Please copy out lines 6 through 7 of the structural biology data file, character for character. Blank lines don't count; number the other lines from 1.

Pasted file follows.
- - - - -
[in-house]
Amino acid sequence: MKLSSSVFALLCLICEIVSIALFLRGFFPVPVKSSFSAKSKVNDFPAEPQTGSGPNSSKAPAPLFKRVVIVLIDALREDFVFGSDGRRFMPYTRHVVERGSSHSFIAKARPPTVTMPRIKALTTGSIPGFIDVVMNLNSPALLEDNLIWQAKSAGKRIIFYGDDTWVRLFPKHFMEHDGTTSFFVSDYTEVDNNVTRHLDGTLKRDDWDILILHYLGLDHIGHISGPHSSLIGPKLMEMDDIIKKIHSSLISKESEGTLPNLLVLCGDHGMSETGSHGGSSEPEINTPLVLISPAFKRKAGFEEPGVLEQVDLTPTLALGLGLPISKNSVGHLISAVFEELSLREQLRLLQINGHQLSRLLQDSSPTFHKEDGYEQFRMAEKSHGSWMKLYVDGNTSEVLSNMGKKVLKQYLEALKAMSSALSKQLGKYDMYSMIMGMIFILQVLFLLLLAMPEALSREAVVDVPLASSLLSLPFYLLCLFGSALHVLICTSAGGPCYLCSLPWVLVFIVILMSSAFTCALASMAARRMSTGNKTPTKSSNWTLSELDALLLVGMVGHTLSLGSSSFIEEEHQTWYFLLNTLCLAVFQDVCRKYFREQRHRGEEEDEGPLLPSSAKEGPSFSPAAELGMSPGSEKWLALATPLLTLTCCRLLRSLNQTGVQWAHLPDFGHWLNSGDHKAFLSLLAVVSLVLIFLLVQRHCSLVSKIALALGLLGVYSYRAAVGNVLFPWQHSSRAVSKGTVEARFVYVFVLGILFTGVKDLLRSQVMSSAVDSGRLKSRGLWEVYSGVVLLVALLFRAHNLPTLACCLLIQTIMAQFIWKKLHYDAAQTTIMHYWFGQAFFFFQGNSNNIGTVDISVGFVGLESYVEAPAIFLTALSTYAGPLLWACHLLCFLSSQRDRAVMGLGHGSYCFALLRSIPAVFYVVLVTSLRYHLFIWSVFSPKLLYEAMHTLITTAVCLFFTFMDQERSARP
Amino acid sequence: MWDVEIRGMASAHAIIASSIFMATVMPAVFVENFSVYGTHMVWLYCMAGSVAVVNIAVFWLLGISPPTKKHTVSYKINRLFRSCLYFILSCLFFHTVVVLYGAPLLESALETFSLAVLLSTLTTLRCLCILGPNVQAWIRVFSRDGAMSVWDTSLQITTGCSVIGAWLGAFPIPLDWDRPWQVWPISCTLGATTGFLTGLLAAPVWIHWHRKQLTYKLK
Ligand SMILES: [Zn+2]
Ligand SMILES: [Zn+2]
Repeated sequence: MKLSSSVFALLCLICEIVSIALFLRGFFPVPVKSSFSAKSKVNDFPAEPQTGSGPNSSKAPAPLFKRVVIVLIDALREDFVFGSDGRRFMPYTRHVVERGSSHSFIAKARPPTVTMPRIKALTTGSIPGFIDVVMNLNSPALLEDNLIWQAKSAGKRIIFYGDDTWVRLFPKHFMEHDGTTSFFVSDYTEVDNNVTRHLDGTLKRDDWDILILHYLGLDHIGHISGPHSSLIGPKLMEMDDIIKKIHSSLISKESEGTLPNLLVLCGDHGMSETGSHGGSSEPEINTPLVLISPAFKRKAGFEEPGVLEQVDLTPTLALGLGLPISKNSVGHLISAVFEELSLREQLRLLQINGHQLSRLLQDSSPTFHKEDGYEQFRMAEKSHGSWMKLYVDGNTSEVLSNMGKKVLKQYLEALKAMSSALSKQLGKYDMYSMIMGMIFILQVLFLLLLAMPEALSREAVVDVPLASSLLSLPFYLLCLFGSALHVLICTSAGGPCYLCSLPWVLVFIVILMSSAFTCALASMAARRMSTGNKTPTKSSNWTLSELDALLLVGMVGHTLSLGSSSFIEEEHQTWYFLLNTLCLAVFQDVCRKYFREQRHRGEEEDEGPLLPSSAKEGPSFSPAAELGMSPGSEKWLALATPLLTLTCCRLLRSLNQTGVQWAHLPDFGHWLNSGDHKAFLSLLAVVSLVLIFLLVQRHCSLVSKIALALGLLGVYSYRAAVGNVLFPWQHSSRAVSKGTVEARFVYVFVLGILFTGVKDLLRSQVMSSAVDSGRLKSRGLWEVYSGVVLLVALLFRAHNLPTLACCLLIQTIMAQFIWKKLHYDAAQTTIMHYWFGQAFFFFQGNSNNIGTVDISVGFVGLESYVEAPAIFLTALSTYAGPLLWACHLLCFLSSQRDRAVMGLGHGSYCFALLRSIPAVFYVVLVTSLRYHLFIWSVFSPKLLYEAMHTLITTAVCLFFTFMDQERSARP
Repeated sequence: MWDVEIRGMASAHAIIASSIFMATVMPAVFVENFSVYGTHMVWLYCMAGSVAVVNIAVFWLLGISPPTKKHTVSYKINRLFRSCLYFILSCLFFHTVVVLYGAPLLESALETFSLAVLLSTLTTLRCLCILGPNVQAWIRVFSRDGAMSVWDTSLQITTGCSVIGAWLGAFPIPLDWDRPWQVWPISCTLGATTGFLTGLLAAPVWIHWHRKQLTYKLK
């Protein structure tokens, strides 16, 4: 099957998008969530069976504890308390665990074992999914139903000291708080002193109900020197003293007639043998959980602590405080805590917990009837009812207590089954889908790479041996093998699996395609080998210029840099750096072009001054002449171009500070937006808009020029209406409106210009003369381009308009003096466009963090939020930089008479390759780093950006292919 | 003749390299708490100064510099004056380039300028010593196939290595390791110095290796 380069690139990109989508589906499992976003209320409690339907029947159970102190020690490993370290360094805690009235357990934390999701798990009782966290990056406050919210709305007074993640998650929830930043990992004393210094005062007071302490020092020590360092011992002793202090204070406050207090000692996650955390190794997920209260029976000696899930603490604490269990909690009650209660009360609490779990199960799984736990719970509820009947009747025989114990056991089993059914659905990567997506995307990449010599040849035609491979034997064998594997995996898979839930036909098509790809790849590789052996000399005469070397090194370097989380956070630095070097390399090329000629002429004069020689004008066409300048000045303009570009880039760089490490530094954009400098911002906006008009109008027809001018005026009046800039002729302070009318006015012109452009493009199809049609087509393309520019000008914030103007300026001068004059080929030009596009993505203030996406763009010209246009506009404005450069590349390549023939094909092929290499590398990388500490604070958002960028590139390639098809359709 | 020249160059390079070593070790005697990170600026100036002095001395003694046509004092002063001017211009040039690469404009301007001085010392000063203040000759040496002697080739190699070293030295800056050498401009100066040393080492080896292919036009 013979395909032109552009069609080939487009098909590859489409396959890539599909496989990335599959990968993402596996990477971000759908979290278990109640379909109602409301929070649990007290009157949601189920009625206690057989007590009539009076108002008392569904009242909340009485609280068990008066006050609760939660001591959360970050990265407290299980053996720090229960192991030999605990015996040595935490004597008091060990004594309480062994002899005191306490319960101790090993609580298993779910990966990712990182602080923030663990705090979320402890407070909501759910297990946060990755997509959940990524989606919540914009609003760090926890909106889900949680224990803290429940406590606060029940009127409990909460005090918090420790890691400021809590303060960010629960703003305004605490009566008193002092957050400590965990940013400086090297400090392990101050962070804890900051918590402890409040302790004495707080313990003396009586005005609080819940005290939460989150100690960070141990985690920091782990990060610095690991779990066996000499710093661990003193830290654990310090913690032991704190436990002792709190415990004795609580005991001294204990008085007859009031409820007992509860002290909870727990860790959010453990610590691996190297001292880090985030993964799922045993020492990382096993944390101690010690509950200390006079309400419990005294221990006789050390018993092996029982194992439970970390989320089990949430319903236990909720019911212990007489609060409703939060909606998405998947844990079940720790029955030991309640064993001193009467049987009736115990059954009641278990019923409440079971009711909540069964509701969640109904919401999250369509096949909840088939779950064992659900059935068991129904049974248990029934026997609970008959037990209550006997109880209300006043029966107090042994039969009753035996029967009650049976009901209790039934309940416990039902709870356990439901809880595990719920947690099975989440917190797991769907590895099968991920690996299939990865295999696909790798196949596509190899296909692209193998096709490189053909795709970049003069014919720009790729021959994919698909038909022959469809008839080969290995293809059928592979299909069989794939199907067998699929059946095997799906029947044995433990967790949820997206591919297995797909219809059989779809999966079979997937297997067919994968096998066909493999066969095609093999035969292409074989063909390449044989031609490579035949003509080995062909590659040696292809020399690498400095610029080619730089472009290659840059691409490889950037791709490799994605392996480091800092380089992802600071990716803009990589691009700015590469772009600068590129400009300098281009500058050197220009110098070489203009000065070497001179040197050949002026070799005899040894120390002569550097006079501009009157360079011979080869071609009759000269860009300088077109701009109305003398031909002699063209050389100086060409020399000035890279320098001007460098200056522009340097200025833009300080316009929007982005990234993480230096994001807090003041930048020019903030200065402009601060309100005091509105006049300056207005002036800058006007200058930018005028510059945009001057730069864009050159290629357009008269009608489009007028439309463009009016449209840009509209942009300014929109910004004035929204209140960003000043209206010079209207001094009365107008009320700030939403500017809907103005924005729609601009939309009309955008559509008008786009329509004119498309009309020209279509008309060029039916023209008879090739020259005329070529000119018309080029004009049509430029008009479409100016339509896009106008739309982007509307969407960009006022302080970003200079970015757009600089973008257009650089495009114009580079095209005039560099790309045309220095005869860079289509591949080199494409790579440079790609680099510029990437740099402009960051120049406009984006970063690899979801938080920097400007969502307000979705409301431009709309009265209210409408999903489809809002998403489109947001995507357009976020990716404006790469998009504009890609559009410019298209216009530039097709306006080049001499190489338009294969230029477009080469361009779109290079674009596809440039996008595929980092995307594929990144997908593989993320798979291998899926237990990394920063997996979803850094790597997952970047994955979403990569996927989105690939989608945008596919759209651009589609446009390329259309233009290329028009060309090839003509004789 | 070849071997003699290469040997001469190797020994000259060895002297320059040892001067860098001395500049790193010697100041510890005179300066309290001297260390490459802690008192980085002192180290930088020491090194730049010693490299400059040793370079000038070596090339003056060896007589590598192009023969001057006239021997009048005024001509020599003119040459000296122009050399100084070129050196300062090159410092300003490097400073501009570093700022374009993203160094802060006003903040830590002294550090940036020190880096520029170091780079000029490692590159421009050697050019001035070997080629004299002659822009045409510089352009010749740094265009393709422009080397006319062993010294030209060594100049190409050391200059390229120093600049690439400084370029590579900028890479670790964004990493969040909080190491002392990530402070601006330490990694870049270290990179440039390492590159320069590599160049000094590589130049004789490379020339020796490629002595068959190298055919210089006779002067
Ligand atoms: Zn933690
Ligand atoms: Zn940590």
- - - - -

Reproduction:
Repeated sequence: MKLSSSVFALLCLICEIVSIALFLRGFFPVPVKSSFSAKSKVNDFPAEPQTGSGPNSSKAPAPLFKRVVIVLIDALREDFVFGSDGRRFMPYTRHVVERGSSHSFIAKARPPTVTMPRIKALTTGSIPGFIDVVMNLNSPALLEDNLIWQAKSAGKRIIFYGDDTWVRLFPKHFMEHDGTTSFFVSDYTEVDNNVTRHLDGTLKRDDWDILILHYLGLDHIGHISGPHSSLIGPKLMEMDDIIKKIHSSLISKESEGTLPNLLVLCGDHGMSETGSHGGSSEPEINTPLVLISPAFKRKAGFEEPGVLEQVDLTPTLALGLGLPISKNSVGHLISAVFEELSLREQLRLLQINGHQLSRLLQDSSPTFHKEDGYEQFRMAEKSHGSWMKLYVDGNTSEVLSNMGKKVLKQYLEALKAMSSALSKQLGKYDMYSMIMGMIFILQVLFLLLLAMPEALSREAVVDVPLASSLLSLPFYLLCLFGSALHVLICTSAGGPCYLCSLPWVLVFIVILMSSAFTCALASMAARRMSTGNKTPTKSSNWTLSELDALLLVGMVGHTLSLGSSSFIEEEHQTWYFLLNTLCLAVFQDVCRKYFREQRHRGEEEDEGPLLPSSAKEGPSFSPAAELGMSPGSEKWLALATPLLTLTCCRLLRSLNQTGVQWAHLPDFGHWLNSGDHKAFLSLLAVVSLVLIFLLVQRHCSLVSKIALALGLLGVYSYRAAVGNVLFPWQHSSRAVSKGTVEARFVYVFVLGILFTGVKDLLRSQVMSSAVDSGRLKSRGLWEVYSGVVLLVALLFRAHNLPTLACCLLIQTIMAQFIWKKLHYDAAQTTIMHYWFGQAFFFFQGNSNNIGTVDISVGFVGLESYVEAPAIFLTALSTYAGPLLWACHLLCFLSSQRDRAVMGLGHGSYCFALLRSIPAVFYVVLVTSLRYHLFIWSVFSPKLLYEAMHTLITTAVCLFFTFMDQERSARP
Repeated sequence: MWDVEIRGMASAHAIIASSIFMATVMPAVFVENFSVYGTHMVWLYCMAGSVAVVNIAVFWLLGISPPTKKHTVSYKINRLFRSCLYFILSCLFFHTVVVLYGAPLLESALETFSLAVLLSTLTTLRCLCILGPNVQAWIRVFSRDGAMSVWDTSLQITTGCSVIGAWLGAFPIPLDWDRPWQVWPISCTLGATTGFLTGLLAAPVWIHWHRKQLTYKLK